Do gentlemen rave?
This sounds like a rhetoric question because it is. And I bet it would look good on a wall painted by Banksy himself.
But Mr. Doyle aka East India Youth definetly does have a sofisticated and refined taste in raving. All suited up and givin’ it a 200% live raw energy. So much I felt, alongside the other members of the audience we imploded a bit at the end of his set.
The massive embracing sonic palette has a cocoonish quality. Some songs bring you close to a sublime sense of synthpop new wave melodies reminiscent of The Human League & OMD or Klaxons & Metronomy: Turn Away, Beaming White, End Result and Looking For Someone or Don’t Look Backwards.
While other tunes go full force into punkish distorted house-dance with heavy synth and electric bass riffs. Such as Heaven How Long, Juddering, Montage Resolution, Hearts That Never.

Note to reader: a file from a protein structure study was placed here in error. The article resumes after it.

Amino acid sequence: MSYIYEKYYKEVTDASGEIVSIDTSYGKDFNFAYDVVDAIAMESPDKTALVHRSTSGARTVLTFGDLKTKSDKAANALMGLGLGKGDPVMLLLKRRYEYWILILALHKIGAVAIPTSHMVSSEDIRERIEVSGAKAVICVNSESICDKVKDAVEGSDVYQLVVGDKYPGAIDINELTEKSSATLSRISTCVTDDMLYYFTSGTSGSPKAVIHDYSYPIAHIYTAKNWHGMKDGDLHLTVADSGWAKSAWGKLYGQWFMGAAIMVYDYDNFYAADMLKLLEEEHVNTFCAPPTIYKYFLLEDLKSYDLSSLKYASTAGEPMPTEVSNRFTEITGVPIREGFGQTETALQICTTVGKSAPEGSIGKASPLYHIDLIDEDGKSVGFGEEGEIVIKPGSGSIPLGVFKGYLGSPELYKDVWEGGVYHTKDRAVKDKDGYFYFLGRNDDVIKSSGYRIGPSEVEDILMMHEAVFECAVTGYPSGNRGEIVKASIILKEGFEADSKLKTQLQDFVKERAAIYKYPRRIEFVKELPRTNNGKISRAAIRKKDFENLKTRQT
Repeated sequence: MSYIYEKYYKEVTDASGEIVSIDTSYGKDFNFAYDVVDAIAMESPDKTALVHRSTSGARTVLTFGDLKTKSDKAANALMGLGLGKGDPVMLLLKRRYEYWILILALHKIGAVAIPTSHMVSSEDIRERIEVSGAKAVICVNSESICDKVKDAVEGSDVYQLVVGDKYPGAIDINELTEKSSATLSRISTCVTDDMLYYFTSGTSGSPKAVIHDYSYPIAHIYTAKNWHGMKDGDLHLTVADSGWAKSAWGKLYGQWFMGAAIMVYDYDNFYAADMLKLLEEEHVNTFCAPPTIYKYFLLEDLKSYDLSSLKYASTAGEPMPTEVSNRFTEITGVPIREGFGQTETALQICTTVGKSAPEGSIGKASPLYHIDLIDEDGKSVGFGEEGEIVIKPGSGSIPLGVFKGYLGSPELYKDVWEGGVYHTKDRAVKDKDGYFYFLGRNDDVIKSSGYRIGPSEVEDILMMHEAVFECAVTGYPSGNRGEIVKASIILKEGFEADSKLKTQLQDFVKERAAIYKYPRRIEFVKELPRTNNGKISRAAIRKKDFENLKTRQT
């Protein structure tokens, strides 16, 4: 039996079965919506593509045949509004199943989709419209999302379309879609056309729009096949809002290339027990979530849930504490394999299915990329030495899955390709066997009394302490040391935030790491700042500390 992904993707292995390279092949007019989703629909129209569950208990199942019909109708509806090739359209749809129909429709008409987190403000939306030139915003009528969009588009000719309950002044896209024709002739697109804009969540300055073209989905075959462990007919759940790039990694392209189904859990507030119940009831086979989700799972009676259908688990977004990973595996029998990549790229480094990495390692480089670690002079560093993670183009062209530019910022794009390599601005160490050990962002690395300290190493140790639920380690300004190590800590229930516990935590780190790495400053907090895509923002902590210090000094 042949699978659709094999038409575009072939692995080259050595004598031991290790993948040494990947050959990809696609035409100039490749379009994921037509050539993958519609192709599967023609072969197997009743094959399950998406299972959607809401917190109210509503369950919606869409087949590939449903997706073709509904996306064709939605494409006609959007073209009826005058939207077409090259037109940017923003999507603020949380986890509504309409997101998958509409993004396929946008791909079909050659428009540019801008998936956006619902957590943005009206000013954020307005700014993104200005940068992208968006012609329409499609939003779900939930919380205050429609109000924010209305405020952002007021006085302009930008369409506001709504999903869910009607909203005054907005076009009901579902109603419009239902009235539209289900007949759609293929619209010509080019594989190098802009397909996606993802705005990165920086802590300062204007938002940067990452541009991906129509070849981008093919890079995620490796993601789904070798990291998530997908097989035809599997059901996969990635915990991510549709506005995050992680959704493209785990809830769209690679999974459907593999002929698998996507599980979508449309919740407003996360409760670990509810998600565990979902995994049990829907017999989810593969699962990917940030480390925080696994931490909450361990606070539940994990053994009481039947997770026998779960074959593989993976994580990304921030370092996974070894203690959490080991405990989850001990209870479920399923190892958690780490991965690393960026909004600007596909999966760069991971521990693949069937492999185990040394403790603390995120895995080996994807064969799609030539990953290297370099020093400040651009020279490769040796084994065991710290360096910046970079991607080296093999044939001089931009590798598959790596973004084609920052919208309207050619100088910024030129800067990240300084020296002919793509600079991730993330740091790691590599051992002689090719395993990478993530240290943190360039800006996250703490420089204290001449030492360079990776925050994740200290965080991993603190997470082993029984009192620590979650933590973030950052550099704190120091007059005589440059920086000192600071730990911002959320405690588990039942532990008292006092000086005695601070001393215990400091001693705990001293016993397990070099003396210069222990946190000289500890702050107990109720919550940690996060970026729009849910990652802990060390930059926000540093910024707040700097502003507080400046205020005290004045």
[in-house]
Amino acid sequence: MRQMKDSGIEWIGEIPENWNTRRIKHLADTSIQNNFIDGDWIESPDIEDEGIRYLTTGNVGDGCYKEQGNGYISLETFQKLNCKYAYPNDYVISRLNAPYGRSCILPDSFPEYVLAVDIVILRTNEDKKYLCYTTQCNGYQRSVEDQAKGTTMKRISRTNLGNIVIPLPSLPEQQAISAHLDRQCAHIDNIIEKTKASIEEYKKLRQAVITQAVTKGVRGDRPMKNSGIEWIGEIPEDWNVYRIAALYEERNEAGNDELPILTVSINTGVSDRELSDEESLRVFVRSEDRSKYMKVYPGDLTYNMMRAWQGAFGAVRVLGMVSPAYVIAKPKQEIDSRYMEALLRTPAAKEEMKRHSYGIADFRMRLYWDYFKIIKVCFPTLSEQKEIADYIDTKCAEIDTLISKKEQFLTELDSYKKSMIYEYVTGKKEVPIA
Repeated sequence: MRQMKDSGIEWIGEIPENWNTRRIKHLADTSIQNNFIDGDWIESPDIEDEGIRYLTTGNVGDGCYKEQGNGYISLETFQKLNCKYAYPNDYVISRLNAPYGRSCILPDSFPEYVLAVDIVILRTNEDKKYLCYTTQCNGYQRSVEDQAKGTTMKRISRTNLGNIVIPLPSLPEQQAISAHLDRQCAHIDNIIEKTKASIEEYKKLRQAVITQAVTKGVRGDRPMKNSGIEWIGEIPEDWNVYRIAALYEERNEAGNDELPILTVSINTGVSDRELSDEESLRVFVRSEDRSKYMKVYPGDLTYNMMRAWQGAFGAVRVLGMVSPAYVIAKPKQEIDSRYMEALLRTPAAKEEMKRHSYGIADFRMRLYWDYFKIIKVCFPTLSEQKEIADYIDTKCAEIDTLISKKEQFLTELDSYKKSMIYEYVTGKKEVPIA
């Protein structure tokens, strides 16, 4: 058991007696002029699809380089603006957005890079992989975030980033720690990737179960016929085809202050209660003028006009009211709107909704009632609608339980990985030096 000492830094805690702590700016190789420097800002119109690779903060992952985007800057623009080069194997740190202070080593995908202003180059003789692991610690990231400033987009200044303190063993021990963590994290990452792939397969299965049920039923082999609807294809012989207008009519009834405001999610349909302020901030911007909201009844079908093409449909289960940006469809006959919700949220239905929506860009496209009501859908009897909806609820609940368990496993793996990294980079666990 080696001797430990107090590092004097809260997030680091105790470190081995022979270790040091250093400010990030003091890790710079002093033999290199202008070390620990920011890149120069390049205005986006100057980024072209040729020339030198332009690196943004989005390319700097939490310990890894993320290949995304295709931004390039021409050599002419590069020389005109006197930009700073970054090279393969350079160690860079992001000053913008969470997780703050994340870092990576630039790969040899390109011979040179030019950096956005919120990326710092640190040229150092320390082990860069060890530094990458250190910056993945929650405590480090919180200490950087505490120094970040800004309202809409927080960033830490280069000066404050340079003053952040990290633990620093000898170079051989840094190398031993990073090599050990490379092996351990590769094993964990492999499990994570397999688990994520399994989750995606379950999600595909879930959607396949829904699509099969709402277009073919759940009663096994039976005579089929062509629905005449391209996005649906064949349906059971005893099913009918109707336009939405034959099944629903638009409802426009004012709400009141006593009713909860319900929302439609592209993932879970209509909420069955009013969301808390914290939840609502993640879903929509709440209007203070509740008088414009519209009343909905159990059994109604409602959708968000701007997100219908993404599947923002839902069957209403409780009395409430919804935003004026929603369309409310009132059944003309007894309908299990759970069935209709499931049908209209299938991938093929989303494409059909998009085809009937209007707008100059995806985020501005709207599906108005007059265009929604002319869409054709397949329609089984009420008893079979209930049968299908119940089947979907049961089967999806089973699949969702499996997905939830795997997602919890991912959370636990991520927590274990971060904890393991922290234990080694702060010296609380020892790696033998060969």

This good sirs attitude onstage breathes a concentration & focus mixed with total submission to the force of music. To what these songs structures and sonic waves dictate! All that bass, all those twisted almost reckless beats, they mean the world. They mean the moment, they mean the freshness and monument of the now!
Half gentleman-dj half indie punker mingling with synthesizer frequencies, but steadily keeping a balance between the organic of the analog and the agressiveness of the digital electro, East India Youth reminds everyone that youth brings action. The sense of youth has in itself imprinted a certain cruelty, a certain loudness and high level of energy that needs to be fullfilled!
Do all britishmen put on a suit and ceremoniously rock a live performance?
I’m sure not, but a good 90% of them, regardless the genre, are plugged in and reign over every inch of the stage! I’m talking about some of the people that the suit suits such as John Cooper Clarke, David Bowie, Bryan Ferry and fictionaries as James Bond. They fully understand the respect you have to submit to the audience and play with all of your blood pumping and communicating nothing but passion and dedication.
photos by Valeriu Catalineanu of Romanian Club Culture